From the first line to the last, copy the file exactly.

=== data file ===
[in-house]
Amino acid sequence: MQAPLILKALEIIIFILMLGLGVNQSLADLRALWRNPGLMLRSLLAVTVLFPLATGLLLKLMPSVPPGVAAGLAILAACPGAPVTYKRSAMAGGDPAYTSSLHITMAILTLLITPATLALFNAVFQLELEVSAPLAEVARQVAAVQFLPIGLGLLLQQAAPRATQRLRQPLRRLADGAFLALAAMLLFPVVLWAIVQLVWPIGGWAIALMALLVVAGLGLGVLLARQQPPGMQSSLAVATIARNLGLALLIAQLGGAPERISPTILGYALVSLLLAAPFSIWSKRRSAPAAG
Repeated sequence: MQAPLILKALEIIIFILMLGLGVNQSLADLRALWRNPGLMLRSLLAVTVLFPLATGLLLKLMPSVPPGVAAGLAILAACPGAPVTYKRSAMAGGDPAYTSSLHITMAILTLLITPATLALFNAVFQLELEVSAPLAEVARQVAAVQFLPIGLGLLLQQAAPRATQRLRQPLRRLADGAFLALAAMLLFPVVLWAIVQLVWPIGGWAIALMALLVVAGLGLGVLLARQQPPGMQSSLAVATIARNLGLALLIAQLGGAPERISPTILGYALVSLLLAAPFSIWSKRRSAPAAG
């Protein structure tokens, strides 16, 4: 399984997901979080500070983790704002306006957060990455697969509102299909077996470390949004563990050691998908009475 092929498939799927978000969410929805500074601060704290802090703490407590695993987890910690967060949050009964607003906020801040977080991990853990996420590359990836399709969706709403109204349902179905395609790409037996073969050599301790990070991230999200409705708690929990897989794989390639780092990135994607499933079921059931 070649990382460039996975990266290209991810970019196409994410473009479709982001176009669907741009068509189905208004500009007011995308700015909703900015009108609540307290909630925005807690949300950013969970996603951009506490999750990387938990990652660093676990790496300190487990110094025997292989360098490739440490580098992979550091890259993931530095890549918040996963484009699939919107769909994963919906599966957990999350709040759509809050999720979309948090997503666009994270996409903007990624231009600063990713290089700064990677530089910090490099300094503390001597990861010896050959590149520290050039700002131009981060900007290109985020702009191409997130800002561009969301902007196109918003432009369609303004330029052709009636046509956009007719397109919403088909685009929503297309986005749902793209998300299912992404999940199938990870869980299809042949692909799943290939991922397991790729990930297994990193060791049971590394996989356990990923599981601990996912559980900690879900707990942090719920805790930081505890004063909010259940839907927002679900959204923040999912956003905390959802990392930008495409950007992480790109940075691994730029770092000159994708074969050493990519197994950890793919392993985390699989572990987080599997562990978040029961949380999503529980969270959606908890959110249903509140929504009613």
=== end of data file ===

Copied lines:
[in-house]
Amino acid sequence: MQAPLILKALEIIIFILMLGLGVNQSLADLRALWRNPGLMLRSLLAVTVLFPLATGLLLKLMPSVPPGVAAGLAILAACPGAPVTYKRSAMAGGDPAYTSSLHITMAILTLLITPATLALFNAVFQLELEVSAPLAEVARQVAAVQFLPIGLGLLLQQAAPRATQRLRQPLRRLADGAFLALAAMLLFPVVLWAIVQLVWPIGGWAIALMALLVVAGLGLGVLLARQQPPGMQSSLAVATIARNLGLALLIAQLGGAPERISPTILGYALVSLLLAAPFSIWSKRRSAPAAG
Repeated sequence: MQAPLILKALEIIIFILMLGLGVNQSLADLRALWRNPGLMLRSLLAVTVLFPLATGLLLKLMPSVPPGVAAGLAILAACPGAPVTYKRSAMAGGDPAYTSSLHITMAILTLLITPATLALFNAVFQLELEVSAPLAEVARQVAAVQFLPIGLGLLLQQAAPRATQRLRQPLRRLADGAFLALAAMLLFPVVLWAIVQLVWPIGGWAIALMALLVVAGLGLGVLLARQQPPGMQSSLAVATIARNLGLALLIAQLGGAPERISPTILGYALVSLLLAAPFSIWSKRRSAPAAG
């Protein structure tokens, strides 16, 4: 399984997901979080500070983790704002306006957060990455697969509102299909077996470390949004563990050691998908009475 092929498939799927978000969410929805500074601060704290802090703490407590695993987890910690967060949050009964607003906020801040977080991990853990996420590359990836399709969706709403109204349902179905395609790409037996073969050599301790990070991230999200409705708690929990897989794989390639780092990135994607499933079921059931 070649990382460039996975990266290209991810970019196409994410473009479709982001176009669907741009068509189905208004500009007011995308700015909703900015009108609540307290909630925005807690949300950013969970996603951009506490999750990387938990990652660093676990790496300190487990110094025997292989360098490739440490580098992979550091890259993931530095890549918040996963484009699939919107769909994963919906599966957990999350709040759509809050999720979309948090997503666009994270996409903007990624231009600063990713290089700064990677530089910090490099300094503390001597990861010896050959590149520290050039700002131009981060900007290109985020702009191409997130800002561009969301902007196109918003432009369609303004330029052709009636046509956009007719397109919403088909685009929503297309986005749902793209998300299912992404999940199938990870869980299809042949692909799943290939991922397991790729990930297994990193060791049971590394996989356990990923599981601990996912559980900690879900707990942090719920805790930081505890004063909010259940839907927002679900959204923040999912956003905390959802990392930008495409950007992480790109940075691994730029770092000159994708074969050493990519197994950890793919392993985390699989572990987080599997562990978040029961949380999503529980969270959606908890959110249903509140929504009613």